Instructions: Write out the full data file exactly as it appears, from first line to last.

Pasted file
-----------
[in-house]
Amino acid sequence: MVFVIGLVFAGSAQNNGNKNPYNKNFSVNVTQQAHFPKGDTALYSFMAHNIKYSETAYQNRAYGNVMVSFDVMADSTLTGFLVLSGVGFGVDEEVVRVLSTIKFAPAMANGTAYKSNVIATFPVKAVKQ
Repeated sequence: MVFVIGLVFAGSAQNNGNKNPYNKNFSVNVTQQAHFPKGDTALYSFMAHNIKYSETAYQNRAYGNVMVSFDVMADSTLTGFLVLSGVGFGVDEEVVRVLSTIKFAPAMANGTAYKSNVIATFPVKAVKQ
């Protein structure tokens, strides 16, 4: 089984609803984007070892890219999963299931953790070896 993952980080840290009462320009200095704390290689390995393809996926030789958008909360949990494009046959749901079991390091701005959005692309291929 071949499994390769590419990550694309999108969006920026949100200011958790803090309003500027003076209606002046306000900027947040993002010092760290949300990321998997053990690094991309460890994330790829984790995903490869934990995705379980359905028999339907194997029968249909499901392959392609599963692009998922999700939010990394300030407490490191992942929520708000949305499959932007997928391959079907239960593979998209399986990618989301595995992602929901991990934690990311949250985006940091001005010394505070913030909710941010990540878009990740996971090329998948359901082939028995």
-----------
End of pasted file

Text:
[in-house]
Amino acid sequence: MVFVIGLVFAGSAQNNGNKNPYNKNFSVNVTQQAHFPKGDTALYSFMAHNIKYSETAYQNRAYGNVMVSFDVMADSTLTGFLVLSGVGFGVDEEVVRVLSTIKFAPAMANGTAYKSNVIATFPVKAVKQ
Repeated sequence: MVFVIGLVFAGSAQNNGNKNPYNKNFSVNVTQQAHFPKGDTALYSFMAHNIKYSETAYQNRAYGNVMVSFDVMADSTLTGFLVLSGVGFGVDEEVVRVLSTIKFAPAMANGTAYKSNVIATFPVKAVKQ
């Protein structure tokens, strides 16, 4: 089984609803984007070892890219999963299931953790070896 993952980080840290009462320009200095704390290689390995393809996926030789958008909360949990494009046959749901079991390091701005959005692309291929 071949499994390769590419990550694309999108969006920026949100200011958790803090309003500027003076209606002046306000900027947040993002010092760290949300990321998997053990690094991309460890994330790829984790995903490869934990995705379980359905028999339907194997029968249909499901392959392609599963692009998922999700939010990394300030407490490191992942929520708000949305499959932007997928391959079907239960593979998209399986990618989301595995992602929901991990934690990311949250985006940091001005010394505070913030909710941010990540878009990740996971090329998948359901082939028995």